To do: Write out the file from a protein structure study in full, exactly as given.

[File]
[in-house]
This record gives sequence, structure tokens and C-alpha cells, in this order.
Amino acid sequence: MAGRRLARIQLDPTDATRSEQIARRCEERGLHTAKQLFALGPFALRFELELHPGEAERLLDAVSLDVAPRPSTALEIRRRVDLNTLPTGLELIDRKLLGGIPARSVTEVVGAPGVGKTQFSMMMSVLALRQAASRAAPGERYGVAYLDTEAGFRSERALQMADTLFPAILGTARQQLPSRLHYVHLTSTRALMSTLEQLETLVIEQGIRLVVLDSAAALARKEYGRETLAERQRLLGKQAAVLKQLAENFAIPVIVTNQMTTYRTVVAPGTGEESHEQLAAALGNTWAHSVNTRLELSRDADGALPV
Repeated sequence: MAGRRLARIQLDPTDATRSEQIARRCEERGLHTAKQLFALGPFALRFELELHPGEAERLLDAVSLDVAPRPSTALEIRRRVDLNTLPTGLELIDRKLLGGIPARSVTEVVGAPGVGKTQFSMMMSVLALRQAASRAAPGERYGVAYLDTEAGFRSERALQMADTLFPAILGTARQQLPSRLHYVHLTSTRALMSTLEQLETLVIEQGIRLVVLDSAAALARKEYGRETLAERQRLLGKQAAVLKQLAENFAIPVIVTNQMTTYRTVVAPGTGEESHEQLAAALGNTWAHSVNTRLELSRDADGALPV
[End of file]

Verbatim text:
[in-house]
This record gives sequence, structure tokens and C-alpha cells, in this order.
Amino acid sequence: MAGRRLARIQLDPTDATRSEQIARRCEERGLHTAKQLFALGPFALRFELELHPGEAERLLDAVSLDVAPRPSTALEIRRRVDLNTLPTGLELIDRKLLGGIPARSVTEVVGAPGVGKTQFSMMMSVLALRQAASRAAPGERYGVAYLDTEAGFRSERALQMADTLFPAILGTARQQLPSRLHYVHLTSTRALMSTLEQLETLVIEQGIRLVVLDSAAALARKEYGRETLAERQRLLGKQAAVLKQLAENFAIPVIVTNQMTTYRTVVAPGTGEESHEQLAAALGNTWAHSVNTRLELSRDADGALPV
Repeated sequence: MAGRRLARIQLDPTDATRSEQIARRCEERGLHTAKQLFALGPFALRFELELHPGEAERLLDAVSLDVAPRPSTALEIRRRVDLNTLPTGLELIDRKLLGGIPARSVTEVVGAPGVGKTQFSMMMSVLALRQAASRAAPGERYGVAYLDTEAGFRSERALQMADTLFPAILGTARQQLPSRLHYVHLTSTRALMSTLEQLETLVIEQGIRLVVLDSAAALARKEYGRETLAERQRLLGKQAAVLKQLAENFAIPVIVTNQMTTYRTVVAPGTGEESHEQLAAALGNTWAHSVNTRLELSRDADGALPV